Osteocalcin (OCN), a marker of osteoblast activity, has been implicated in the regulation of energy metabolism by the skeleton and thus may affect body fat measures.
To examine the relationships of OCN to body fat measures and whether they vary according to markers of energy and vitamin D metabolism.
Design and Methods:
Data were obtained from 58 obese adolescents aged 13-17.9 years (38 females, 8 black or African-American). Total fat mass (FM) [dual X-ray absorptiometry (DXA)] and visceral adipose tissue (VAT) [computerized axial tomography (CT)] were calculated. Blood tests included leptin, OCN, 25-hydroxyvitamin D [25(OH)D], parathyroid hormone (PTH), thyroid function tests, and triglycerides. Markers of glucose metabolism were obtained from fasting and OGTT samples.
Results and Conclusions:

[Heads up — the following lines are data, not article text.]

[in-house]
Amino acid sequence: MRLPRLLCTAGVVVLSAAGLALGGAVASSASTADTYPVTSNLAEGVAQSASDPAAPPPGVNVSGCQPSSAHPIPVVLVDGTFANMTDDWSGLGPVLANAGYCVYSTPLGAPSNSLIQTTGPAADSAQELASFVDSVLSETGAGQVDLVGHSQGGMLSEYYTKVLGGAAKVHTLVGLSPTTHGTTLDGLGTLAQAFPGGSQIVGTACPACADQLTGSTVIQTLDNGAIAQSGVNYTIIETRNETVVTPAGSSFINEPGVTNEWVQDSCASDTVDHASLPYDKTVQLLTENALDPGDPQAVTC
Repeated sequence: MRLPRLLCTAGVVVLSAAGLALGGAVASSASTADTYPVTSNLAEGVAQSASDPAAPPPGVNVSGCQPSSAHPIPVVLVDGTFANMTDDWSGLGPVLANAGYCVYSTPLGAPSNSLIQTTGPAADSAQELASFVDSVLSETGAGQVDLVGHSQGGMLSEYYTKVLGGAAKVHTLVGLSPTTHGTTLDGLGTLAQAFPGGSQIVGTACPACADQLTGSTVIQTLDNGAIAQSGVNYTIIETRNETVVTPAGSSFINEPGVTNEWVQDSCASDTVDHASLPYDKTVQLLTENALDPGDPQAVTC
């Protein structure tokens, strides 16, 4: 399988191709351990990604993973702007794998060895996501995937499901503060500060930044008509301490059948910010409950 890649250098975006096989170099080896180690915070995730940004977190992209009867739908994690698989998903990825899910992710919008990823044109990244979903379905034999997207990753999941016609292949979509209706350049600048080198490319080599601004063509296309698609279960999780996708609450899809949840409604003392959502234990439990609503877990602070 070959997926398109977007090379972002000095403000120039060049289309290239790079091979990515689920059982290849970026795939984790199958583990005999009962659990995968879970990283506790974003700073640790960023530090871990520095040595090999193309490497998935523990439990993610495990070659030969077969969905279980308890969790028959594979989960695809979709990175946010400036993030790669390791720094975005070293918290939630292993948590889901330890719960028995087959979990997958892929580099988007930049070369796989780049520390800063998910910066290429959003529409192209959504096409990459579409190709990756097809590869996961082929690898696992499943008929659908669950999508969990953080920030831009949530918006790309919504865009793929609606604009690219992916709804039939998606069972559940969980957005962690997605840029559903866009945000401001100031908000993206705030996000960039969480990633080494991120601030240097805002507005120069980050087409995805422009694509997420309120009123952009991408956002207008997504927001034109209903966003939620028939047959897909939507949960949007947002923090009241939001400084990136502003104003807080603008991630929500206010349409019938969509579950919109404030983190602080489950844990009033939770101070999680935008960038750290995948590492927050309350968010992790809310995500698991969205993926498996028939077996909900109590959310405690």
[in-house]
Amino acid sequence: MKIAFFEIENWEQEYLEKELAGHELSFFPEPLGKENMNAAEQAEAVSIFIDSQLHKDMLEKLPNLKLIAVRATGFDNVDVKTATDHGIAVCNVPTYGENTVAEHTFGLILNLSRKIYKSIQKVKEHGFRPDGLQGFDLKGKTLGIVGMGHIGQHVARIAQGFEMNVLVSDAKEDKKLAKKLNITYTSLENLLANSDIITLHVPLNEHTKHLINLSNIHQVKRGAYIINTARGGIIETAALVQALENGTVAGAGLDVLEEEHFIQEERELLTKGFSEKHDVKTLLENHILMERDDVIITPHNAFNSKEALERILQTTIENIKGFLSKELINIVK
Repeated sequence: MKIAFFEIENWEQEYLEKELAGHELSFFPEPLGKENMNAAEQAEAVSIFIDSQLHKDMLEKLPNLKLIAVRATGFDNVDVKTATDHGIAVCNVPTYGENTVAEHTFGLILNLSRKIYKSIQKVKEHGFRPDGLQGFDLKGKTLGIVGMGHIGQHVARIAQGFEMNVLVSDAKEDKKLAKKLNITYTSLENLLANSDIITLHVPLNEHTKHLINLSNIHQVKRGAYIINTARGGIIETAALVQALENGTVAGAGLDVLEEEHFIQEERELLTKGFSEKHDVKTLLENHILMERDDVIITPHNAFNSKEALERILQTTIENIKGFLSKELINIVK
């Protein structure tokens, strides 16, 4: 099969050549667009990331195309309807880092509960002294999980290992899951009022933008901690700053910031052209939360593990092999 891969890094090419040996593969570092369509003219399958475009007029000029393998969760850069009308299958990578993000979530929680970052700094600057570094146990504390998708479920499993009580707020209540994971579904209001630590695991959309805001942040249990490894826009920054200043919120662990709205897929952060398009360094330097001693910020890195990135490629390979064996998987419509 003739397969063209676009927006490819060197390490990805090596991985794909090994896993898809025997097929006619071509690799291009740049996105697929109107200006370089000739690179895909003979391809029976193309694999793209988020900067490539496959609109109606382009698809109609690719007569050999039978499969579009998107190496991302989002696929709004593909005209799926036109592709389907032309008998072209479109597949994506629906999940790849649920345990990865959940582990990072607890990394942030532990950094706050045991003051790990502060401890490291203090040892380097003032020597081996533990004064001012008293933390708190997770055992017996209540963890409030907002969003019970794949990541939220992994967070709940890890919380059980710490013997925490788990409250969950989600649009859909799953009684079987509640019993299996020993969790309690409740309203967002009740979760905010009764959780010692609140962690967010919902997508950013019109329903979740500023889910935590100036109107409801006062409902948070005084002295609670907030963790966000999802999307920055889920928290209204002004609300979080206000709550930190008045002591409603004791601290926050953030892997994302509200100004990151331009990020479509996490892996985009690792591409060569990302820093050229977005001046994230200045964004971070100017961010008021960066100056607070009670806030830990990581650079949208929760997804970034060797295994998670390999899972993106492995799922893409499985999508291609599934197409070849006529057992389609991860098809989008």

Adolescents with 25(OH)D <20 ng mL−1 were considered deficient (n = 17/58); none had high PTH (PTH ≥ 65 pg mL−1). OCN was associated with lower VAT (−84.27 ± 33.89 mm2) and BMI (−0.10 ± 0.05 kg m−2), not FM (P = 0.597) in a core model including age, sex, race, geographic latitude, summer, height z-score, and tanner stage. Adding 25(OH)D deficiency and PTH attenuated the inverse association of OCN to VAT. There was a significant interaction of OCN and 25(OH)D deficiency on FM (0.37 ± 0.18 kg, P = 0.041) and BMI (0.28 ± 0.10 kg m−2, P = 0.007) in this adjusted model, which was further explained by leptin. Adding A1C to the core model modified the relationship of OCN to VAT (−93.08 ± 35.05 mm2, P = 0.011), which was further explained by HOMA-IR. In summary, these findings provide initial evidence for a relationship between OCN and body fat measures that is dependent on energy metabolism and vitamin D status among obese adolescents.